in. layer increased above 6.0 indicating that the soil
environment for seedling establishment may be improved by
surface lime application. Observed bare ground
percentage decreased linearly with increasing pH in the
0-3 in. layer. The range of observed soil pH in this
study was only from approximately 5.6 to 6.8. This range
in pH may not have been great enough for a measurable
increase in red clover population due to increasing soil
Soil P had the greatest impact of the measured soil
variables on most sward parameters (Fig. 1 and 2). Both
grass cover and mature red clover plants measured in
September increased linearly as P in both the 0-3 and 3-6
in. layers increased. Estimated red clover ground cover
increased in response to higher P levels in the 3-6 in.
soil layer. All sward parameters increased at a more
rapid rate as 3-6 in. P increased compared to 0-3 in. P.
This response may be due to more extensive rooting at
deeper depths as 3-6 in. P increased. Two of the four
years of this study had below normal rainfall during the
July to September period. Deeper roots due to higher P
levels may have offset some drought stress. Baker (1980)
reported increased presence of volunteer red clover on
grass plots receiving P treatment compared to untreated
plots. He also indicated greater response of white
clover (T. repens L.) establishment to applied P compared
to lime on a limestone based soil while lime was the most
beneficial factor on a sandstone based soil.
Visual estimate of red clover canopy cover was not
highly correlated to soil fertility parameters. Number
of mature plants in the sward appears to be a better
indicator of pasture fertility status than does visual
estimate of canopy cover. The sward height at which
visual estimates were made may also have been too short
for red clover to have expressed the greater growth
potential that would have been expected on a higher
A surprising result was a highly significant
quadratic response of mature red clover plants to
increasing exchangeable K levels which indicated
declining plant numbers at higher levels of K. The
higher levels of K are far below any potential toxicity
level so the result was initially confusing. However, as
this data is sample site specific, the cause of this
response is easily explained. In this same grazing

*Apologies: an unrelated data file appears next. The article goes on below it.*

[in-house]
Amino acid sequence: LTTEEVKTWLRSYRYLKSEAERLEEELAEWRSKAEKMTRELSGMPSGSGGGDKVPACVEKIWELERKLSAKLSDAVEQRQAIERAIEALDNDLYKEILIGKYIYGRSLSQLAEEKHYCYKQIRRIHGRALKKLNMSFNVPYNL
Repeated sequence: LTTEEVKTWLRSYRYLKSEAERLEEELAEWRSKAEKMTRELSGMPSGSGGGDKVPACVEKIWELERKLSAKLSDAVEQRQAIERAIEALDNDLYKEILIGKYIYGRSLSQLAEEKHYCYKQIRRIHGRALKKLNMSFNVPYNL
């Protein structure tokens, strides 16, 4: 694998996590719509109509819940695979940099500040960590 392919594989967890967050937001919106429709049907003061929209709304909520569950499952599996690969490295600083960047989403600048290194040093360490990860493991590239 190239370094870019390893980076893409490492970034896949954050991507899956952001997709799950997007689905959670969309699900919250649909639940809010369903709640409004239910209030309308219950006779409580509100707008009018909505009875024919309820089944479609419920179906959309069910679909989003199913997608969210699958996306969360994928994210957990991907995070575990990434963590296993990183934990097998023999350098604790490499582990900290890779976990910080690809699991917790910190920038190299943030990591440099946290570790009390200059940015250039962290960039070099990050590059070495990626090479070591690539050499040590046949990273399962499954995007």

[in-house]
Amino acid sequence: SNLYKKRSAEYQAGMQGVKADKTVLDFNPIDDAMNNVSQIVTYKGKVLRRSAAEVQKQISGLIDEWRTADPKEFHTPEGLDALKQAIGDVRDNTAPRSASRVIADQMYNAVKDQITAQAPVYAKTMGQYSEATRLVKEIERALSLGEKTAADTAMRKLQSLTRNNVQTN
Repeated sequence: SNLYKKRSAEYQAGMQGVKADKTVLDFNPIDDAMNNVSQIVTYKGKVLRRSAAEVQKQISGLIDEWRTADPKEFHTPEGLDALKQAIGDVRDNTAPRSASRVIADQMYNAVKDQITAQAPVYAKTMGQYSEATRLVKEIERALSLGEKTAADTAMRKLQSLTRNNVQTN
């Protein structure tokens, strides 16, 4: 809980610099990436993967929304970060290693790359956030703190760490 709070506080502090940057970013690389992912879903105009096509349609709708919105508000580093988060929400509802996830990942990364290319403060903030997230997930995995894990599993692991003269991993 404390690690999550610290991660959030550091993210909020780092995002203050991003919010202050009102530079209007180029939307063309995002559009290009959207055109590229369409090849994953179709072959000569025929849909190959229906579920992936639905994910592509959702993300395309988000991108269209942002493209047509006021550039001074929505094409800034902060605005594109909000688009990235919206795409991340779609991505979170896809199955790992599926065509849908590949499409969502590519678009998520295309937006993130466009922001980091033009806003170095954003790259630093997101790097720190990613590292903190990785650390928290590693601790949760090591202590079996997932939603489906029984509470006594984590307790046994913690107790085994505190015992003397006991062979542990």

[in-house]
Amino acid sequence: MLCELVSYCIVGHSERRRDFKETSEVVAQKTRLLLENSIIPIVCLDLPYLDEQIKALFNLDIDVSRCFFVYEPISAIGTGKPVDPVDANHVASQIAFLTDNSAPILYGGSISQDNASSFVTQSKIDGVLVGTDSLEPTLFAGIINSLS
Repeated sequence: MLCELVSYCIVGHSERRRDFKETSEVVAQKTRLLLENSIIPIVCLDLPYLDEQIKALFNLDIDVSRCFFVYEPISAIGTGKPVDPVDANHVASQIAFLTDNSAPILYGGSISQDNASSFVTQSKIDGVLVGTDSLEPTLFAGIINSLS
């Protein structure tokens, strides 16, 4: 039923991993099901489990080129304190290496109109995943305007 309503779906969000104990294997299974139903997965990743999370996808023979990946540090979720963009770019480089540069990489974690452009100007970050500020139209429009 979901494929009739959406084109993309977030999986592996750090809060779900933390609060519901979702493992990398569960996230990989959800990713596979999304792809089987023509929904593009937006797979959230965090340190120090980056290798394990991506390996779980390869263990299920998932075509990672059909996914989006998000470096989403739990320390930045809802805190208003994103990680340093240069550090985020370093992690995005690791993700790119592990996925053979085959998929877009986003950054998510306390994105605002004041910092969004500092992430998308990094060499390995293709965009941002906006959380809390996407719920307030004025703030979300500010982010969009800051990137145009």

study, soil nutrient redistribution by grazing livestock
has already been reported (Gerrish et al., 1993). Almost
all of the sample sites with K soil tests in excess of
400 lb/acre exchangeable K were within 150 ft of watering
sites. These sites also had the highest bare ground
estimates and lowest grass canopy cover estimates,
probably due to overgrazing and soil compaction in these
areas (Fig. 3). Thus while red clover plant population
initially increased in the general grazing areas as K
levels increased, the declining plant population at
higher fertility levels is in response to grazing
factors, not soil fertility. The red clover population
response to soil K described above is one of the reasons
why it is important to study forage fertility responses
in the pasture environment, not only in small plot
In summary, soil P appears to be a critical factor
in establishment and maintenance of red clover in grazed
pastures. Red clover plant population increased linearly
as soil P increased throughout the range of Bray P1
values measured in this study. Even though red clover
plant population increased at higher P levels, dry matter
yield has been shown to peak at much lower soil P levels.
Baker, Barton S. 1980. Yield, legume introduction, and
persistence in permanent pastures. Agron. J. 72:5:776-780.
Gerrish, J.R., J.R. Brown, and P.R. Peterson. 1993.
Impact of grazing cattle on distribution of soil
minerals. pp 66-72. IN: Proc. Amer. Forage Grassld.
Conf., March 29-31, 1993, Des Moines, IA. Amer. Forage
Grassld. Council, Georgetown TX.
Table 1. Levels of significance for regression coefficients with
soil parameters as independent variables.
Sward Parameter pH 0-3a pH 3-6 P 0-3 P 3-6 K 0-3 K 3-6
RC Cover, % .04 n.s. n.s. n.s. n.s. n.s.
RC mature plantsb n.s. n.s. n.s. n.s. n.s. n.s.
RC seedlingsb n.s. n.s. n.s. n.s. n.s. n.s.
Grass Cover, % n.s. n.s. n.s. n.s. n.s. .001
Bare Ground, % .02 n.s. n.s. n.s. n.s. n.s.
RC Cover, % n.s. n.s. .1 .01 n.s. n.s.
RC mature plants n.s. n.s. .001 .001 .001 .001
RC seedlings .001 n.s n.s. n.s. n.s. .03
Grass Cover, % n.s. n.s. .001 .001 n.s. .08
Bare Ground, % n.s. n.s. .001 .001 .05 .001
a soil depth, 0-3 in. or 3-6 in.
b plants per ft2
1Research Assistant Professor, University of Missouri-
Forage Systems Research Center, Linneus, MO 64653
Figure 1. Impact of soil P level on red clover plant
population in grazed pastures.
Figure 2. Impact of soil P level on percent bare ground and
grass canopy cover in grazed pastures.
Figure 3. Impact of soil exchangeable K on percent bare ground
and grass canopy cover in grazed pastures.